After formally getting elected permanent chair and electing the permanent secretary, I opened the floor to candidate representatives to speak.  Each candidate could have one representative speak for up to 5 minutes.  No disruptions are permitted.  I ran down the ballot and the first person to draw interest was a young person for Ron Paul, who I am sure didn’t plan on speaking that night until that moment.  He rambled a lot, but when he was finished everyone applauded respectfully.  Next was Perry, and I fully intended to speak, but instead I deferred to the man who had flown in from Texas.  He gave a very nice speech for AT LEAST five minutes talking about his experience with Rick Perry’s family, Perry’s background, and with Rick Perry as his Governor.  Lastly a local person spoke for Rick Santorum.  No other speeches were offered.

We gathered the secret ballots (by this time it was about 7:35pm) and began counting them.  Each campaign is allowed to have one person observe the counting, but really it’s out in the open on a table so everyone can watch.

If memory serves we had 102 total votes, with Rick Santorum at 41, Rick Perry at 22, Mitt Romney 16, I believe Ron Paul had 12, Newt Gingrich 9, and Michele Bachmann 2.  I read out the results from the lectern, and a smattering of attendees left after that.  Several people had expressed they also had a youth basketball game to attend that night, so that was completely fine.  Most of them stayed to the end so I was pleased with that.


The last orders of business: we elected 2 representatives to the County Central Committee, asked for volunteers to be delegates to the County Convention, and finally took proposals for resolutions to be part of the Platform for our county.  Anyone can propose a resolution, and those in attendance discuss the resolution and then vote on whether to accept them.  We had two proposals.  One was presented for the Iowa Firearms Coalition on amending the state Constitution for “constitutional carry” and it passed without objection.  The second was offered by a young man on behalf of the One campaign for diverting public resources to humanitarian purposes, particularly to fight AIDS.  The attendees were not too excited about using public resources in that fashion, and it was voted down.  I was sorry I didn’t get the chance to thank the young man afterward for at least coming to represent his cause in front of all these people.

And that was the end of the caucus.  We were done with the proceedings before 8pm.  I called in the results of the presidential poll to the recording center and spent quite some time (along with our caucus secretary) afterward signing up delegates to the County Convention, giving information about what the convention really is, and so forth.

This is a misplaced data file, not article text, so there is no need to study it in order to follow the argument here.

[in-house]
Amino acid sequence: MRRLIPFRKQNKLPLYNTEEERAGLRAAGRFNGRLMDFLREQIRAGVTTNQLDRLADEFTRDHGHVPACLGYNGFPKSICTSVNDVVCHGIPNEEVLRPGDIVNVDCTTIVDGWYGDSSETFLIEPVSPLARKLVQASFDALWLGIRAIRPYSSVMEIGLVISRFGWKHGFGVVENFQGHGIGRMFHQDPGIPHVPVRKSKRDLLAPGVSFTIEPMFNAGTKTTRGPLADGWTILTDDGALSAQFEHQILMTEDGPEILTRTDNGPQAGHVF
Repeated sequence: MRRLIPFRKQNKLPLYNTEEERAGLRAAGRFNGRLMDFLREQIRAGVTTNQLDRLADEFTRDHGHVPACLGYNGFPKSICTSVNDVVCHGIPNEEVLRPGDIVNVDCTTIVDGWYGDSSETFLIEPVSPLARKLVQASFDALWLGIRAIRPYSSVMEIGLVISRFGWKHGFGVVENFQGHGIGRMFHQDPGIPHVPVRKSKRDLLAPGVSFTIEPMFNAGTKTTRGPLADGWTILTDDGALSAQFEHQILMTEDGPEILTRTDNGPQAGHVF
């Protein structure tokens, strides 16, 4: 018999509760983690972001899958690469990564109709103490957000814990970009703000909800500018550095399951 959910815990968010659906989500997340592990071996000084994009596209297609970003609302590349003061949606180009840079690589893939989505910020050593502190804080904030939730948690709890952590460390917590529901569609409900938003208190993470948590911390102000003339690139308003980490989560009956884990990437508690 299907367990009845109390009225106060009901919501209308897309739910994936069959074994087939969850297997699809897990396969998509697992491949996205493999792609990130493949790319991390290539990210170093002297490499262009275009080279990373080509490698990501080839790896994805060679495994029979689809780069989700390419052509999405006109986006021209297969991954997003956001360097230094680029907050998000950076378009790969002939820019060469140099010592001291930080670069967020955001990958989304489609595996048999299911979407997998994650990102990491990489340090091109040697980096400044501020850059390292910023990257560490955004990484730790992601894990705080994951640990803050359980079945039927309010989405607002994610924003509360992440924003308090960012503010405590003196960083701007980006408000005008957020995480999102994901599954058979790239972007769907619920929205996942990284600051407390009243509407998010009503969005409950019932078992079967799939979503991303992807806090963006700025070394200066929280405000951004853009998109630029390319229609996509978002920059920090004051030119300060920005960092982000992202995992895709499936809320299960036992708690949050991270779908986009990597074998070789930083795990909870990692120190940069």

A lot has been said about “why a caucus” and the one big benefit I observed is the opportunity to get into a room with a healthy number of Republicans in your community and participate in the political process.

Partially at the urging of ColdWarrior at RedState, and a pure desire to get involved and drive conservatism in the Republican Party, I’ve been attending our Central Committee meetings for the last 8 months and actively participating in their functions.  As an aside, being active and interested at that level was all it took for me to be given the gavel as a caucus temporary chair, and now to be formally elected as a Precinct Committee representative.

But my point is that in all the Central Committee meetings I have attended we have about 8-10 people who show up at every meeting, and I think the most I have seen at a meeting is 15.  We held a fundraiser in the fall for our whole county; we had Chuck Grassley, Steve King, all our local representatives plus representatives from any of the presidential campaigns that agreed to attend and give remarks – and I believe the turnout was around 60 people.  We had decent success at fundraising, but I was really hoping for double that attendance.  Our county has several thousand registered Republicans, and (thankfully) as a whole we vote roughly 60-65% GOP in statewide and national elections.  I know my experience in the lack of active participation in the party is not unique across our country.

So in my view, having the opportunity to have over a hundred Republicans and interested observers gathered in one room (and have this repeated in precincts all over our state) to actively talk about the role of government in our lives and participating in that process is a welcome event.  I don’t believe this kind of forum is something you could ever get from a primary system, even though I suspect you might get more total votes in a primary.

On open registrations – frankly I see both sides of the issue here. While I’d prefer that “just Republicans” pick our nominees (or the delegates if you prefer), we had several new voters decide that night to come and participate in our caucus.  Yesterday on the radio I heard the testimony of several people who previously identified as Independent or Democrat but finally decided that night to make the switch and come to a Republican caucus…not as Democrats, but to be Republicans.  I guess I almost liken it to a spiritual awakening – sometimes it takes a person right up until an actual event to hear the calling and step over that line and “become a Republican.”  Even though I appreciate the “purity” a closed registration system could afford, I see a lot of positive value in having an open-door process in our Republican Party.  I suspect some people are bound to abuse the system no matter what your rules are, so I believe having an open system is the best compromise.  I think, let’s get them registered as Republicans, and then we can work on making them understand conservatism in government.

Our caucus forum was purely democratic and I really enjoyed the experience.  However I do hope we won’t need to have another caucus with a true presidential poll for eight more years!

Cross-posted at BA Cyclone’s blog.